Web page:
Perceived loss of social status linked to rising mortality rate of white Americans
By: Nicole Bodnar
The rising mortality rates of white Americans is due to a perceived loss of social status, not socioeconomic disadvantage, according to a provocative new study led by researchers at the Dalla Lana School of Public Health (DLSPH).
“This is a startling finding,” said Arjumand Siddiqi, Associate Professor of Epidemiology at DLSPH and lead author on the study.
“For perhaps the first time, we’re suggesting that a widespread population health phenomenon can’t be explained by actual social or economic status disadvantage, but instead is driven by a perceived threat to status,” said Siddiqi, who also holds an academic appointment at the Gillings School of Global Public Health at the University of North Carolina – Chapel Hill.
Since the beginning of the nation’s history, black mortality rates have been higher than white mortality rates in the United States. However, since 1999, the mortality fortunes of working-age whites have undergone a reversal, while black mortality rates — like mortality rates of all other groups and all high-income countries of Europe and North America — continue to fall.
The paper, Growing sense of social status threat and concomitant deaths of despair among whites, published in the December 2019 edition of Population Health examined administrative mortality and social survey data from 2000 to 2016.
Researchers analyzing the data found an increase in mortality of 0.50 to 4.92 per cent for working-age adults — women and men — between the ages of 25 and 54 across all education levels. The worst outcomes are concentrated in the lowest education group, but signs of damaging trends can be seen through all educational levels. Prior to 1999, mortality rates of white Americans were declining by two per cent each year, on average.
“The anxiety of whites is coming from a misperception that their dominant status in society is being threatened, which is manifesting in multiple forms of psychological and physiological stress,” said Siddiqi.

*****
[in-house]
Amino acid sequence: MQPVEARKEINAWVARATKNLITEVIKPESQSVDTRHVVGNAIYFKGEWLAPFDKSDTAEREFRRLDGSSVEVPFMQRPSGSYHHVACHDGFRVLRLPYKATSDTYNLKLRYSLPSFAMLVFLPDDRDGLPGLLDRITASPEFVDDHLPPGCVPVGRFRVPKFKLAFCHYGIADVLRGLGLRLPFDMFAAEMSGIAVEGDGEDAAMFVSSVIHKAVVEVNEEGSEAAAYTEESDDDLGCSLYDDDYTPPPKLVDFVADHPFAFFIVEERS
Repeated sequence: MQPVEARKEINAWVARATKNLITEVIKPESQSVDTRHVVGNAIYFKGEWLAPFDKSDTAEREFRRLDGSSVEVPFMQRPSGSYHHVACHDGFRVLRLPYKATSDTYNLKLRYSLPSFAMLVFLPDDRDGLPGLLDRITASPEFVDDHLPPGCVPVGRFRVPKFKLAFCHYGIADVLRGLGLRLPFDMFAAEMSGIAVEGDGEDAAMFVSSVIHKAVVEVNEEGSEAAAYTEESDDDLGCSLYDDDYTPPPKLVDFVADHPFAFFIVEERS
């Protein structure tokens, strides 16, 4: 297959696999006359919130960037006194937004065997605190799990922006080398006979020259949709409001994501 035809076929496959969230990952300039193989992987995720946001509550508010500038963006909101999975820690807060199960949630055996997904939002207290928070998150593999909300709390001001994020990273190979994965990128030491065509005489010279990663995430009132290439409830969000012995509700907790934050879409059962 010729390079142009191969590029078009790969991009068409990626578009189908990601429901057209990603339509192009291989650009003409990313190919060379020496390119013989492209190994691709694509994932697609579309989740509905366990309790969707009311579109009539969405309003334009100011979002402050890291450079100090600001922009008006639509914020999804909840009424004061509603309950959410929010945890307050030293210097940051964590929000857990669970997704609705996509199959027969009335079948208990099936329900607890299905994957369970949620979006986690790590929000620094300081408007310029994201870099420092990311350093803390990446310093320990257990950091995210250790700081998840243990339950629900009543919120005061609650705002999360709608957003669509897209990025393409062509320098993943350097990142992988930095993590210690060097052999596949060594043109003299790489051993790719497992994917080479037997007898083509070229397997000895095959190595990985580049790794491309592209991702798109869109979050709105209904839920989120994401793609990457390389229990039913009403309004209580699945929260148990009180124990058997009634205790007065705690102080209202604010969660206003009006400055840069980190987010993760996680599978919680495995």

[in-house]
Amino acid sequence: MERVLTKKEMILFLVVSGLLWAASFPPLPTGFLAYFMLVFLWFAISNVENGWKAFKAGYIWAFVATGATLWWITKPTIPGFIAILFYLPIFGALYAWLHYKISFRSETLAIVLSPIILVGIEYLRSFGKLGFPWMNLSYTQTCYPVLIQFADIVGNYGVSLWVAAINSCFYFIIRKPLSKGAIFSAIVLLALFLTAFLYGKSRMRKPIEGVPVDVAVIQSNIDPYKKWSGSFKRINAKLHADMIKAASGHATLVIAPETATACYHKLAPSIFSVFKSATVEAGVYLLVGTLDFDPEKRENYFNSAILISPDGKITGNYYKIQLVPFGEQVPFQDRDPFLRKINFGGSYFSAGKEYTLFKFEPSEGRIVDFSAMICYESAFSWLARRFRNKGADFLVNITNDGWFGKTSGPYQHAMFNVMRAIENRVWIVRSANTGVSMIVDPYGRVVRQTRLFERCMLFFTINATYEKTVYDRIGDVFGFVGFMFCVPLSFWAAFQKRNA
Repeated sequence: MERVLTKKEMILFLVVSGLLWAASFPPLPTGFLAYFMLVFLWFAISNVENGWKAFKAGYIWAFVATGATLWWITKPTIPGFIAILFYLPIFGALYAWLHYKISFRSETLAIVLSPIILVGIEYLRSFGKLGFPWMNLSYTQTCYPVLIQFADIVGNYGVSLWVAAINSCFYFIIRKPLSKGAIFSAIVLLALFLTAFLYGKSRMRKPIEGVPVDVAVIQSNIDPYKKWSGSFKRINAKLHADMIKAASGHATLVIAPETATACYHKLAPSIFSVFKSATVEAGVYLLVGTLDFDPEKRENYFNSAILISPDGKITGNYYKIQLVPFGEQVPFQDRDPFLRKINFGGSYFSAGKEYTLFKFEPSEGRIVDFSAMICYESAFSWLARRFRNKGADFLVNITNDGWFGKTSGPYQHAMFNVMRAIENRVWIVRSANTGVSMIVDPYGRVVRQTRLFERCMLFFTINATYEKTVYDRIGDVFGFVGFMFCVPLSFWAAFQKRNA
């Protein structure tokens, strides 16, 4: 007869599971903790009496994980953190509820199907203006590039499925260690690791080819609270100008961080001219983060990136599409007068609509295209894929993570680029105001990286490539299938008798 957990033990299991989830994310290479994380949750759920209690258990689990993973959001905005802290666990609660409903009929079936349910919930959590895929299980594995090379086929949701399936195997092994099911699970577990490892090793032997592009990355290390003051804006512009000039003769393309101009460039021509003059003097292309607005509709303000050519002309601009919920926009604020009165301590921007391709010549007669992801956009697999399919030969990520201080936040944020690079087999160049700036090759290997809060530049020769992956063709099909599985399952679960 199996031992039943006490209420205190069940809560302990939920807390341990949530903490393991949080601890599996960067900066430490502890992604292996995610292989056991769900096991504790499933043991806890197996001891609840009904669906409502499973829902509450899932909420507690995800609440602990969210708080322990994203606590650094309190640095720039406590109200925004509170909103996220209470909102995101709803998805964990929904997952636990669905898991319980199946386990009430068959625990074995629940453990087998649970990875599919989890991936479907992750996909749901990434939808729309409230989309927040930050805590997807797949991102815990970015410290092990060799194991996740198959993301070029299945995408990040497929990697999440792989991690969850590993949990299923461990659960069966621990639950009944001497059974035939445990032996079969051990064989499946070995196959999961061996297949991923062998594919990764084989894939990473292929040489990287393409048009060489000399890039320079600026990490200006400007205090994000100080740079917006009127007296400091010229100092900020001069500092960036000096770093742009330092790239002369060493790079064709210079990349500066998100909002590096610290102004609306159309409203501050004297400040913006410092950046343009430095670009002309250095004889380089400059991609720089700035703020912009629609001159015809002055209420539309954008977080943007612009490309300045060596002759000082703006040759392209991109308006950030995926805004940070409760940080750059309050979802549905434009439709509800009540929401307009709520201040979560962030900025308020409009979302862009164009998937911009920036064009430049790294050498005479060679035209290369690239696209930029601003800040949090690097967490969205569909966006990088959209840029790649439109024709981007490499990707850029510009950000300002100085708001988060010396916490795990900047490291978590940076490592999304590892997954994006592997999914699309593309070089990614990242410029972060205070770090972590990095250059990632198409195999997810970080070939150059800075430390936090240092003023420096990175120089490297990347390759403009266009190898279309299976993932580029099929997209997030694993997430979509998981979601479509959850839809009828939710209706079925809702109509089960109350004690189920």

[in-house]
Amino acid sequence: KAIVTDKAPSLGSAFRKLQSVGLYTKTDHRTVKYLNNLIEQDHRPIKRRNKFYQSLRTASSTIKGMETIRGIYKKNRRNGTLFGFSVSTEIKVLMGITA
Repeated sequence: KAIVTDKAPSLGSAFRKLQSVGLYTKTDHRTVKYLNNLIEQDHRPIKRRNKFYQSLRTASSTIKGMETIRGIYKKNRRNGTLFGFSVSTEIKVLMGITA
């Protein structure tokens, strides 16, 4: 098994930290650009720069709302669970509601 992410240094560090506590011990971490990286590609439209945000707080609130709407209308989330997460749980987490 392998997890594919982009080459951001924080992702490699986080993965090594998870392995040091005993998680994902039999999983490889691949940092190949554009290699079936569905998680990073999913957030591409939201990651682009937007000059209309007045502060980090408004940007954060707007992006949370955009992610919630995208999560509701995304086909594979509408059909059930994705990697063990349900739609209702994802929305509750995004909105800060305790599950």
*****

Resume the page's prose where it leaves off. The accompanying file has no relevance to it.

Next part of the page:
These psychological and physiological stressors are resulting in more deaths of despair — those due to alcohol consumption, opioid use, drug overdose and suicide — and to a lesser extent, rising chronic disease, including hypertension and obesity. This widespread decline in health status is actually consistent with — and may even reinforce — a despair-based explanation for worsening white health, explains Siddiqi.
“Status is a major predictor of health so our team hypothesized that it was a perception among whites that blacks are economically catching up to them, when in fact income inequality and other socioeconomic factors continue to affect black Americans more unfavourably,” said Siddiqi.
Another important finding uncovered by Siddiqi and her research team is the association between rising white mortality and a growing share of Republican voters. From 2000 — when white mortality started to rise — to 2016, there was an increase in the proportion of Republican voters.
The 2016 election illuminated a growing sense of a racial threat being experienced by white Americans and survey data show that voting for Trump was associated with anxieties about growing racial diversity within the United States, and an increase in the interdependence of the United States with a broader globalizing world.
“With the very real rise in economic instability over the last several decades, we’d expect mortality rates to rise in the most socioeconomically disadvantaged groups of all races,” said Siddiqi.
“But this is not the case. Instead we’re seeing a striking reversal among working-age whites, which seems to be driven principally by anxiety among whites about losing social status to blacks, even in the absence of evidence, which is a newly identified population health phenomenon that requires further research.”